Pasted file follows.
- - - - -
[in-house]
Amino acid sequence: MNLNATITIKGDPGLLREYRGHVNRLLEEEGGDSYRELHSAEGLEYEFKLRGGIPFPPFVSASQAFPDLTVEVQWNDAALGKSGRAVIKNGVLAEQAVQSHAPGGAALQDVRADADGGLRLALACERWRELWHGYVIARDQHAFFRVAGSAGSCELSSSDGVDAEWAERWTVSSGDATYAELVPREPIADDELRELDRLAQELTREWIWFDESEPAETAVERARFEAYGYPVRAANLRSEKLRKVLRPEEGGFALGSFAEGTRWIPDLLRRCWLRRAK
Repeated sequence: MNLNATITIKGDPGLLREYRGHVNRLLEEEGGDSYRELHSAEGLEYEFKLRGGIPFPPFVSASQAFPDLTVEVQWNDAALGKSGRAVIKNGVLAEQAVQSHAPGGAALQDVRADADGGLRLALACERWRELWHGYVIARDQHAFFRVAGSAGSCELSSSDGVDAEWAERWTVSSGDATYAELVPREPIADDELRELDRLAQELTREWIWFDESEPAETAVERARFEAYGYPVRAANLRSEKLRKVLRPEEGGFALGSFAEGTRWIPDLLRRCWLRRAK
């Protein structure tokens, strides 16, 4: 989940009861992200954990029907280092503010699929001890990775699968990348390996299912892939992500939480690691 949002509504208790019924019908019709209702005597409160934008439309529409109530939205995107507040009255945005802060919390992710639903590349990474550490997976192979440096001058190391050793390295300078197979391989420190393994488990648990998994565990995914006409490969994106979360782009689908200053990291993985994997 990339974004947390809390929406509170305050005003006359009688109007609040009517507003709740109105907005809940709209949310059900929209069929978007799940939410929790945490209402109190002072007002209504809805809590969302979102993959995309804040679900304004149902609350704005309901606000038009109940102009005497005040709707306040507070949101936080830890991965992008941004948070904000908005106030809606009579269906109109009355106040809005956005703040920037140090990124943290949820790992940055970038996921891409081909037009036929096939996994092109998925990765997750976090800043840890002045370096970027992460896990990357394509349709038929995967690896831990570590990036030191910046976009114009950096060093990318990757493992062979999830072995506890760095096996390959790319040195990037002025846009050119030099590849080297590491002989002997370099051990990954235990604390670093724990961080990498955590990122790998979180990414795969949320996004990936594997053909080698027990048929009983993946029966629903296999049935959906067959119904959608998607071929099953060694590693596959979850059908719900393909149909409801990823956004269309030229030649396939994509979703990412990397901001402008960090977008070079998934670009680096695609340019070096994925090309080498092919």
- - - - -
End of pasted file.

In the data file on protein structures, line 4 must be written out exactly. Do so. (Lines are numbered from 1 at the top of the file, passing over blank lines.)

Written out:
């Protein structure tokens, strides 16, 4: 989940009861992200954990029907280092503010699929001890990775699968990348390996299912892939992500939480690691 949002509504208790019924019908019709209702005597409160934008439309529409109530939205995107507040009255945005802060919390992710639903590349990474550490997976192979440096001058190391050793390295300078197979391989420190393994488990648990998994565990995914006409490969994106979360782009689908200053990291993985994997 990339974004947390809390929406509170305050005003006359009688109007609040009517507003709740109105907005809940709209949310059900929209069929978007799940939410929790945490209402109190002072007002209504809805809590969302979102993959995309804040679900304004149902609350704005309901606000038009109940102009005497005040709707306040507070949101936080830890991965992008941004948070904000908005106030809606009579269906109109009355106040809005956005703040920037140090990124943290949820790992940055970038996921891409081909037009036929096939996994092109998925990765997750976090800043840890002045370096970027992460896990990357394509349709038929995967690896831990570590990036030191910046976009114009950096060093990318990757493992062979999830072995506890760095096996390959790319040195990037002025846009050119030099590849080297590491002989002997370099051990990954235990604390670093724990961080990498955590990122790998979180990414795969949320996004990936594997053909080698027990048929009983993946029966629903296999049935959906067959119904959608998607071929099953060694590693596959979850059908719900393909149909409801990823956004269309030229030649396939994509979703990412990397901001402008960090977008070079998934670009680096695609340019070096994925090309080498092919």